This is a disheartening thought, and not just because I like books so much. The real problem is that libraries serve many functions beyond lending books. They promote literacy and education, host community events, provide computing resources for residents, and offer a respite of cool silence amid the mad noisy world. In short, libraries provide a generous dollop of the increasingly rare glue that holds communities together.
So what’s the alternative to losing them? For libraries to swim with the current, of course. Darwin famously observed that the survival of a species depends more on adaptability than brute strength or intelligence, and this holds true for institutions as well. There’s evidence that libraries are taking this to heart: many are now doing e-lending on Kindle, and some are fighting back against e-book lending caps imposed by publishers.
This news, while welcome, is not sufficient to save the library as we know it. In fact, I’d argue that transitioning to digital lending is hastening the disappearance of your local brick-and-mortar library. After all, a weightless, size-less book doesn’t justify any shelf space.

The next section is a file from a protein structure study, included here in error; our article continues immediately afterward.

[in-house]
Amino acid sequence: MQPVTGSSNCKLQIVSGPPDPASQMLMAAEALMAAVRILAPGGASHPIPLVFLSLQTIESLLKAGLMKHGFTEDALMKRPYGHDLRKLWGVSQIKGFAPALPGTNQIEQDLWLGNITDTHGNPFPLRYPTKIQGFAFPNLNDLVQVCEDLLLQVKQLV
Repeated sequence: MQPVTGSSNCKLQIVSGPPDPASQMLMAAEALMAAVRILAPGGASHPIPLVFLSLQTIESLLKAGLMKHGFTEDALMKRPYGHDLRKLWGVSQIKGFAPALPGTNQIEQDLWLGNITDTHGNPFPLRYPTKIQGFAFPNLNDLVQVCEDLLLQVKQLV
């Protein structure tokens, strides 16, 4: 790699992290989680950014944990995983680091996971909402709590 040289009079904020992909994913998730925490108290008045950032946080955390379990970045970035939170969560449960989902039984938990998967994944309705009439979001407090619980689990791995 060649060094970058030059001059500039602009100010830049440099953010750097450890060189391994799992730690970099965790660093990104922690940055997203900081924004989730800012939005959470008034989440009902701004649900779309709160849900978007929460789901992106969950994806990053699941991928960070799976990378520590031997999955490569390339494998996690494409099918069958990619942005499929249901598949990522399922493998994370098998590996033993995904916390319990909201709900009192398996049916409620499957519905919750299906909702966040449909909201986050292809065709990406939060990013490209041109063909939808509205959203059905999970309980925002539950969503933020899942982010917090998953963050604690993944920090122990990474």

Split the difference
So here’ s my proposal: Let’s radically redefine what we mean by “library,” and divide the venerable institution into two entirely different entities. One would be an online repository of digital materials – the library’s collection, moved onto the internet. From its website, you could log in with your library card, borrow digital novels, download podcasts and magazines, research your school paper, and even join a book-discussion forum.
The other entity would be the building where your library currently lives (or perhaps a slightly smaller one). This would provide all the additional features of a library – meeting space, public internet, educational programming and other community resources, now named as explicit goals. And I would argue that both should remain staffed by real people and taxpayer-funded. The financial investment is minimal, and the return to the community is enormous.